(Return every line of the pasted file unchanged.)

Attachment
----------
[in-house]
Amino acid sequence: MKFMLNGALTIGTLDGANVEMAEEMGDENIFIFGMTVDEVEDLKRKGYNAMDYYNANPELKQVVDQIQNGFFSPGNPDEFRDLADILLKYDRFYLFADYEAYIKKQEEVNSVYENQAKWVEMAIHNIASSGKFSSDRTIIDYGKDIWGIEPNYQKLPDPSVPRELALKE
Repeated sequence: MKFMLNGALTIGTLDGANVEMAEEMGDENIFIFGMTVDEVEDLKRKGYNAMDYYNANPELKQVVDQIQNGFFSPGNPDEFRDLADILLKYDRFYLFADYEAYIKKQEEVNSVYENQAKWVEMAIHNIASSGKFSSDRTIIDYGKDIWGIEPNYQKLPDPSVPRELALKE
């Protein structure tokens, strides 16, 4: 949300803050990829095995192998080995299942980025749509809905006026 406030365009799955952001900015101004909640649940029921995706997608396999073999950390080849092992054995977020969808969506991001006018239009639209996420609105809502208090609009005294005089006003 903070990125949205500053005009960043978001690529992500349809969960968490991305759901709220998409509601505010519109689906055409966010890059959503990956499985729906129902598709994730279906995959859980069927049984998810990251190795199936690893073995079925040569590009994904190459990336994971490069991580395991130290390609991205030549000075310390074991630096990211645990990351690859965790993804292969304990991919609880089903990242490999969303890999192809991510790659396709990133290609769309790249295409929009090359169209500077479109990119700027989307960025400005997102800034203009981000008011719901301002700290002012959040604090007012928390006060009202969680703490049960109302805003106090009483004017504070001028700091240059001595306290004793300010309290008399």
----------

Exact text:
[in-house]
Amino acid sequence: MKFMLNGALTIGTLDGANVEMAEEMGDENIFIFGMTVDEVEDLKRKGYNAMDYYNANPELKQVVDQIQNGFFSPGNPDEFRDLADILLKYDRFYLFADYEAYIKKQEEVNSVYENQAKWVEMAIHNIASSGKFSSDRTIIDYGKDIWGIEPNYQKLPDPSVPRELALKE
Repeated sequence: MKFMLNGALTIGTLDGANVEMAEEMGDENIFIFGMTVDEVEDLKRKGYNAMDYYNANPELKQVVDQIQNGFFSPGNPDEFRDLADILLKYDRFYLFADYEAYIKKQEEVNSVYENQAKWVEMAIHNIASSGKFSSDRTIIDYGKDIWGIEPNYQKLPDPSVPRELALKE
């Protein structure tokens, strides 16, 4: 949300803050990829095995192998080995299942980025749509809905006026 406030365009799955952001900015101004909640649940029921995706997608396999073999950390080849092992054995977020969808969506991001006018239009639209996420609105809502208090609009005294005089006003 903070990125949205500053005009960043978001690529992500349809969960968490991305759901709220998409509601505010519109689906055409966010890059959503990956499985729906129902598709994730279906995959859980069927049984998810990251190795199936690893073995079925040569590009994904190459990336994971490069991580395991130290390609991205030549000075310390074991630096990211645990990351690859965790993804292969304990991919609880089903990242490999969303890999192809991510790659396709990133290609769309790249295409929009090359169209500077479109990119700027989307960025400005997102800034203009981000008011719901301002700290002012959040604090007012928390006060009202969680703490049960109302805003106090009483004017504070001028700091240059001595306290004793300010309290008399």